100% affordable TOD proposed for Lincoln Square parking lot, local landlord blows a gasket
A major reason Chicago is one of the most segregated cities in the U.S. is that new affordable housing has typically been concentrated in low-income areas, creating concentrated poverty. On the other hand, building affordable housing near rapid transit makes it easier for poor and working people to access jobs and education, which is a huge help in improving one’s economic status.
Therefore, creating affordable housing in middle-class or more affluent neighborhoods, close to transit, is a great strategy to reduce segregation and economic inequality. The 100-percent affordable transit-oriented development recently approved in gentrifying Logan Square, replacing a city-owned parking lot next to the eponymous CTA station, is Chicago’s flagship example. However, it faced fierce opposition from some neighbors, with worries about a parking crunch and increased traffic congestions being among their main (stated) concerns.
As reported by Block Club Chicago’s Alex V. Hernandez, another 100-percent affordable housing development is proposed for a parking lot next to an ‘L’ stop, this time the Western Avenue Brown Line station in toney Lincoln Square. And, once again, some residents are panicking about losing car parking.
The nonprofit development and property management firm The Community Builders is proposing a 6-story-tall building with 42 one- and two-bedroom units for the Lincoln Square parking lot, located at 4715 North Western. Local alderman Matt Martin told me all of the units would be affordable, reserved for people who make 30 to 80 percent of the area mean income. There will also be first-floor retail. The lot is located just north of the station, at the northeast corner of Leland and Western avenues.
Because the land is so close to the ‘L’, under Chicago’s TOD ordinance, the city’s usual on-site parking requirements would be essentially waived for the new development, so in theory there could be zero off-street spots at the site. However, the Community Builders is proposing to build the same number of car spaces that currently exist, and only set aside a few of them for residents.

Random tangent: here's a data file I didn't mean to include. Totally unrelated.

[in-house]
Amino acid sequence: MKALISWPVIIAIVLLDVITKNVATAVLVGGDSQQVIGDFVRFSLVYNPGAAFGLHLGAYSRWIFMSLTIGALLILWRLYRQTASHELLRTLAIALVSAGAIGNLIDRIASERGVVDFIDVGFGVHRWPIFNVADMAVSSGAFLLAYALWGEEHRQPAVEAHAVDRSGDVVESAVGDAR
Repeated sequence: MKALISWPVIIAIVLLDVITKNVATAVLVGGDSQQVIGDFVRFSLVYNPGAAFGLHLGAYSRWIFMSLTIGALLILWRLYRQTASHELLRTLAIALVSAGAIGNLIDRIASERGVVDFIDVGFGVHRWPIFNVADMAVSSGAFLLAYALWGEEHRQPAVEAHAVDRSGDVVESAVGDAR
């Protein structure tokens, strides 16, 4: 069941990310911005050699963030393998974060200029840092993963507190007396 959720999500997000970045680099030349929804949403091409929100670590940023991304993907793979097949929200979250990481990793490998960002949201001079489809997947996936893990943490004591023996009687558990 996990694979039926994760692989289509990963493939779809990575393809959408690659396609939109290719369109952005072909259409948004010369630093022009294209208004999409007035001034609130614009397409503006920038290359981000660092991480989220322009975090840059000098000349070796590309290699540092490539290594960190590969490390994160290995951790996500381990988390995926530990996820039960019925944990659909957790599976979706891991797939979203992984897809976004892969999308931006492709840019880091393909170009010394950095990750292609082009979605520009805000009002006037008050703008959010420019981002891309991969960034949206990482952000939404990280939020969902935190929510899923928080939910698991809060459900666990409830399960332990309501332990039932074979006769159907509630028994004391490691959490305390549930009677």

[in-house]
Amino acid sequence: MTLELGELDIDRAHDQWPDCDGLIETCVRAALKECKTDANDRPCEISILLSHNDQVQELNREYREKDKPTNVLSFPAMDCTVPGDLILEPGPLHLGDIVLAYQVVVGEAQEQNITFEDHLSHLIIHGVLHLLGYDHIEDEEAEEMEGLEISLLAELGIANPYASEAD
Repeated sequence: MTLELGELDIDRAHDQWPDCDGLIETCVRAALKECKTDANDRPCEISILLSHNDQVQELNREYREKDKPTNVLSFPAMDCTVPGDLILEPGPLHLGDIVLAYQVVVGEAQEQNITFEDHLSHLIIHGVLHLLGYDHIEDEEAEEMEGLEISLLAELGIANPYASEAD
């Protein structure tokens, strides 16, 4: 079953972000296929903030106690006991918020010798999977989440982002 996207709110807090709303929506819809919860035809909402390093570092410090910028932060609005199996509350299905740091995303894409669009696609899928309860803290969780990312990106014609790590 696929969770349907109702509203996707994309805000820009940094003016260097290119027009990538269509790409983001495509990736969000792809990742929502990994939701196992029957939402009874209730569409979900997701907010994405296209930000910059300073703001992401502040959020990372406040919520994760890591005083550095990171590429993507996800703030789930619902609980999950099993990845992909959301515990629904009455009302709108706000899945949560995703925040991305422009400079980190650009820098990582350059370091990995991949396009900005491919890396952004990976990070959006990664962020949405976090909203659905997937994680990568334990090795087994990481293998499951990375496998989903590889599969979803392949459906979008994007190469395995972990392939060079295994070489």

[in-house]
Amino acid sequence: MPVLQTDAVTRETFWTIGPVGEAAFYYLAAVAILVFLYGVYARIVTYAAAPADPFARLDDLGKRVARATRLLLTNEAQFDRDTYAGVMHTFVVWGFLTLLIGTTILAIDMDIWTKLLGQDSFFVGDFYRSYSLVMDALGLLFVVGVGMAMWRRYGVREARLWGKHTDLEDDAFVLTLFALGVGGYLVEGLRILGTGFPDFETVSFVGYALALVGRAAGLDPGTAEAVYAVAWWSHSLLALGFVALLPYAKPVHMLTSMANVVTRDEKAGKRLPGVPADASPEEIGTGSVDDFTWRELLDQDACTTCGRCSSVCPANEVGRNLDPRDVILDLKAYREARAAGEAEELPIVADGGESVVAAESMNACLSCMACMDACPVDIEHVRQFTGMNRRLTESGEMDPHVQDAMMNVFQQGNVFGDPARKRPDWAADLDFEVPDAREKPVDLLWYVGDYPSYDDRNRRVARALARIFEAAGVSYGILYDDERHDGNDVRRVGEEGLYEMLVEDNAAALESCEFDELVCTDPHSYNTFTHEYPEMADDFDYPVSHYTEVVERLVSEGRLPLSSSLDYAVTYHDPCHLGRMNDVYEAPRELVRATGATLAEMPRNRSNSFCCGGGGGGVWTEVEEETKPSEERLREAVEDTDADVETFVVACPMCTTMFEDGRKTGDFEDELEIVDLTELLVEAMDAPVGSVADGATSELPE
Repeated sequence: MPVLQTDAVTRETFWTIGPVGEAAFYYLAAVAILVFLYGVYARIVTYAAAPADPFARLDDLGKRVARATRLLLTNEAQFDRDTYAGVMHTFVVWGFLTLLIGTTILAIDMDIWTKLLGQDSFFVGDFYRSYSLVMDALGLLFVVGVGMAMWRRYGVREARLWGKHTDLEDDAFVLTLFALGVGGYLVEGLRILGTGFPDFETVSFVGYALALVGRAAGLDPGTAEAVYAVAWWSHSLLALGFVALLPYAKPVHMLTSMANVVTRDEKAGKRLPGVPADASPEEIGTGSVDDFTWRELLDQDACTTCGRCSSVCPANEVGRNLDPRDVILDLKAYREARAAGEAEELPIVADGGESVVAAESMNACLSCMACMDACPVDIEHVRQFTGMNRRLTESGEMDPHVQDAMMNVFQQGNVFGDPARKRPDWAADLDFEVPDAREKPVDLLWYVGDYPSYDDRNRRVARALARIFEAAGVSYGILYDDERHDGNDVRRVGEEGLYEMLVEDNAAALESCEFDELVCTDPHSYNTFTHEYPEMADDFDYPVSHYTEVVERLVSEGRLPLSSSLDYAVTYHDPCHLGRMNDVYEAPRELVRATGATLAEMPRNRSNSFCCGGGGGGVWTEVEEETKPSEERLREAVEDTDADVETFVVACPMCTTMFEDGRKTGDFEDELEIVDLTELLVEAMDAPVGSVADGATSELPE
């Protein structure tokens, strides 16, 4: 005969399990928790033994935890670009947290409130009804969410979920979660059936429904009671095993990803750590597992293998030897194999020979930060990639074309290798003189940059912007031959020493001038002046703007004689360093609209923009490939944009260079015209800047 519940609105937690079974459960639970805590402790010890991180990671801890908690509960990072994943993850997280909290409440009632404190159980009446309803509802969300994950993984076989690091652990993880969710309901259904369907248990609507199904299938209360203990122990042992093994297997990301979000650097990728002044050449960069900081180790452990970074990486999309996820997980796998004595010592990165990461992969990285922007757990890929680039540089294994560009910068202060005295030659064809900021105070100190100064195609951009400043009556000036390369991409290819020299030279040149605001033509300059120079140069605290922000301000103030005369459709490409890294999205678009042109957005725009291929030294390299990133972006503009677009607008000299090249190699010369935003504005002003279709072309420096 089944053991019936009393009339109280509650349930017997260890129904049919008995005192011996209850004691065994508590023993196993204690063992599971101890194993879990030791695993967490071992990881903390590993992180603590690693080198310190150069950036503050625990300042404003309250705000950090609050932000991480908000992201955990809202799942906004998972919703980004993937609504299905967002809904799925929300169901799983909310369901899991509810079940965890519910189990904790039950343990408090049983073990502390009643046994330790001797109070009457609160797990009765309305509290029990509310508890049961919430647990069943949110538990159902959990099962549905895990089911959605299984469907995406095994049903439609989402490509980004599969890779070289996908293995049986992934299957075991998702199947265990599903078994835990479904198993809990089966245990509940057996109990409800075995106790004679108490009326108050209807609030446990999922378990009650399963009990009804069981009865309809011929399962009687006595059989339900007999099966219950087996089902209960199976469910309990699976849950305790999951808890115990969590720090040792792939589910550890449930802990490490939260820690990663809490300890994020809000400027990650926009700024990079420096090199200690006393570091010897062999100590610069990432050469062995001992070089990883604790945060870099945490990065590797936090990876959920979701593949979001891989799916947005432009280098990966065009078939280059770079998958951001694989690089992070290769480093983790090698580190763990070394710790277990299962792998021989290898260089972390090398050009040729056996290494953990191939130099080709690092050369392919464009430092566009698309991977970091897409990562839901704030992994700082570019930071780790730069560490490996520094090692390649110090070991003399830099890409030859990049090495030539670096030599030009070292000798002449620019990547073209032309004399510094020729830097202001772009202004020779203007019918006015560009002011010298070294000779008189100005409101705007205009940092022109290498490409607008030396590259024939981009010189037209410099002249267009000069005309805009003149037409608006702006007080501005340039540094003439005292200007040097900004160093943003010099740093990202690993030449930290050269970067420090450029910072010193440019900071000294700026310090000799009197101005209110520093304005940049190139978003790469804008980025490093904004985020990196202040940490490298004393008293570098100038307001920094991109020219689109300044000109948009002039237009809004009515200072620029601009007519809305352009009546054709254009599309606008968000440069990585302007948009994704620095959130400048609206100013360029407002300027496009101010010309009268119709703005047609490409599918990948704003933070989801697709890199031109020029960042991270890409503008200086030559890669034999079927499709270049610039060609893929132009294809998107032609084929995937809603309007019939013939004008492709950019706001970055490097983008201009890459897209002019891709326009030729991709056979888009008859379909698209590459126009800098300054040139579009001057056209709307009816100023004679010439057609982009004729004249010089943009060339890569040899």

Arguably zero car parking is needed for such a transit-friendly site, which is also served by 24-hour bus routes on Western and Lawrence avenues. But, unlike the lightly-used lot that the Logan TOD is replacing (that 100-unit building will have only 22 car spaces), it appears that the metered Lincoln Square lot currently does get a fair amount of use by people driving to nearby shops and institutions like the DANK Haus German-American cultural center across the street, which has no on-site parking. (However, DankHAUS event attendees can use a nearby bank parking lot for free after bank hours.)
Of course many of those drivers could probably take transit, walk, or use ride-hail instead, but eliminating all of the spots might be a tough sell to the neighbors. One of Martin’s assistants also said the city’s hated parking meter contract requires that any metered spots be replaced.
However, 35th Ward alderman Carlos Ramirez-Rosa told me the city won’t be required to replace the paid parking spots lost to the Logan Square affordable TOD. “It didn’t wind up being a problem,” he said. “We worked it out with the city.” He added that measures related to meters in Chicago’s 2020 budget, including raising meter prices and adding new metered spots in the West Loop are generally helping the city to compensate the parking concessionaire for revenue lost through the elimination of other metered spaces.
But even though all of the Lincoln Square spots will be replaced, some folks still aren’t happy. Longtime resident Horst Siegel has put out error-filled fliers with the goal of building opposition to the project, claiming it’s an existential threat to small businesses, the Old Town School of Folk Music, the Davis Theater, and the local festivals and farmers market that take place on another parking lot to the east of the station. He owns one of the buildings that houses nearby Merz Apothecary building.
“Leave the parking lot as it is,” Siegel told Block Club. “People have to park. That’s what feeds the neighborhood retailers.” Actually, it’s people and their shopping dollars that keep local business owners afloat, and the new building would bring many dozens of new residents within a short walk the shops and institutions. The flier also argues that the building would generate traffic congestion and tax the existing infrastructure.
Fortunately, not everyone in the politically progressive neighborhood see things that way. Other residents told Hernandez that they think the development is a good idea, because the residents of the affordable units would be less likely to own cars than more affluent tenants, and instead get around by transit, which means there would be minimal impact on traffic.
Errors on the flier included misstating the height of the building and claiming that the public parking would be lost. Martin also said the flier’s statement that “City Hall is being asked to toss in $1 million in tax credits” is premature. “My office hasn’t yet received a formal proposal, so there’s still lots to iron out on the developer’s side, most notably financing,” he told me.
Fortunately, after Hernandez told Siegel that the developer plans to replace all of the parking spots, Siegel said if that’s the case he will drop his opposition. That’s a relief, but this situation is just another example of how freaked out some people get when they think car parking is in jeopardy, even in a location with excellent transit access.